The President told Putin he did not to see an escalation of retaliatory cyber warfare like the “wild, wild west.”
President Obama is still hoping for a US-Russian partnership to tackle ISIS in Syria but has yet to find any common ground to get the ball rolling on that plan. While Obama does not expect a partnership to be formed soon, Putin was more optimistic and believed it could be formed in the next few days.
“I’m really hoping that this agreement can be reached and I have grounds to believe it could happen in the next few days,” “If it does, then we can say that our joint work with the United States in fighting terrorist organizations, including in Syria, will be significantly improved and intensified.”
Obama’s tense moment with Putin comes as he takes his final presidential tour of Asia.
In Hangzhou, the President’s first stop on Monday, he offered praise to Chinese President Xi Jinping for hosting the Group of 20 economic summit in China where the Chinese Communist Party (CCP) has ruled for more than six decades. The CCP is criticized on the world stage for a wide range of fundamental human rights, including freedom of expression, association, assembly, and religion. (Human Rights Watch)
The visit was marked by a series of frictions between the U.S. and China as the press claimed Obama was disrespected by China who failed to role out the red carpet, much less a staircase, for President to descend Air Force One:
Today the President is in the Philippines where President Rodrigo Duterete said he regretted cursing President Obama. The remarks were made by Duterete in response to what he felt were Obama’s lectures regarding humanitarian rights, warning Obama not to challenge him over extrajudicial killings in the Philippines.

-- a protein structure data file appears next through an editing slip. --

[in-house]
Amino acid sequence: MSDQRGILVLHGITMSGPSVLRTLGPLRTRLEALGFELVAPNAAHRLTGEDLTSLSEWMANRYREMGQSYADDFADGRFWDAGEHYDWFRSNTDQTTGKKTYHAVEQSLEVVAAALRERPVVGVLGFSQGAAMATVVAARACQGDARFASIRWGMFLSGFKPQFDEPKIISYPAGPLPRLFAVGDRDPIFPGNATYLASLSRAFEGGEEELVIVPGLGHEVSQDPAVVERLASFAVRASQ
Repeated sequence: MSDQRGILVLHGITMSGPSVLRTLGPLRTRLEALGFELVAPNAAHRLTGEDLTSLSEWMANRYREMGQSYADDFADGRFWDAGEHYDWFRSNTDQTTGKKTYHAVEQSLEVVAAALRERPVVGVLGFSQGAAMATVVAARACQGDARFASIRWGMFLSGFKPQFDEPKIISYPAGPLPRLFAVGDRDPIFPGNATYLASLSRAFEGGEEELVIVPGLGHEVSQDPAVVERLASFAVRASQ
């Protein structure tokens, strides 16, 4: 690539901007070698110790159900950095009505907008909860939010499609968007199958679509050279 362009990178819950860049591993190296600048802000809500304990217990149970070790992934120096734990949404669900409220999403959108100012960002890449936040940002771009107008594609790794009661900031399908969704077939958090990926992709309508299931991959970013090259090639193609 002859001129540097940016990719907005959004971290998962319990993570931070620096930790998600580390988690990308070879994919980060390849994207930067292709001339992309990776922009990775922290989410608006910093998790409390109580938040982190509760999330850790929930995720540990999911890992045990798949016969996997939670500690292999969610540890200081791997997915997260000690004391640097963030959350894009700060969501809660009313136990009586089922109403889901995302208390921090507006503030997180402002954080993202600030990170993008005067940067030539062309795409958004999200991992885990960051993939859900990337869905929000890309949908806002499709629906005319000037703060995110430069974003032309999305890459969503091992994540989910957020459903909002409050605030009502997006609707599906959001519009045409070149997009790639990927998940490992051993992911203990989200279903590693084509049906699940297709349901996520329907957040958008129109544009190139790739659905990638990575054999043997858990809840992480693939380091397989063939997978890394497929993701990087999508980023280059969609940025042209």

“He regrets that his remarks to the press have caused much controversy,” it added. “He expressed his deep regard and affinity for President Obama and for the enduring partnership between our nations.”
President Obama decided to not attend a planned meeting with the Philippine president. National Security Council spokesman Ned Price reporting that the meeting with Duterte was off.
“President Obama will not be holding a bilateral meeting with President Duterte of the Philippines this afternoon,” National Security Council spokesman Ned Price said. “Instead, he will meet with President Park (Geun-hye) of the Republic of Korea.”
President Duterte, who took office June 30, has been under scrutiny over the more than 2,000 suspected drug dealers and users killed since he took office. Duterte, who has said that he is listening to his own people to determine his actions on the areas war on drugs, has said his foreign policy would not be based on his countries reliance on Washington.
A public break from the Philippines would put Obama in a tough position, given the Southeast Asian nation’s status as a longtime U.S. ally. The Obama administration has sought to compartmentalize by arguing that military and other cooperation won’t be jeopardized even if it detests the current Philippine leader’s tone.
Arriving in the city of Vientiane, Laos for the first visit by a sitting U.S. president to an area that was heavily bombed by the U.S. during the Vietnam War. The President said that the U.S. would provide the people of Laos an additional $90 million over the next three years to help clear unexploded ordnance, which has killed or wounded more than 20,000 people since the wars cessation.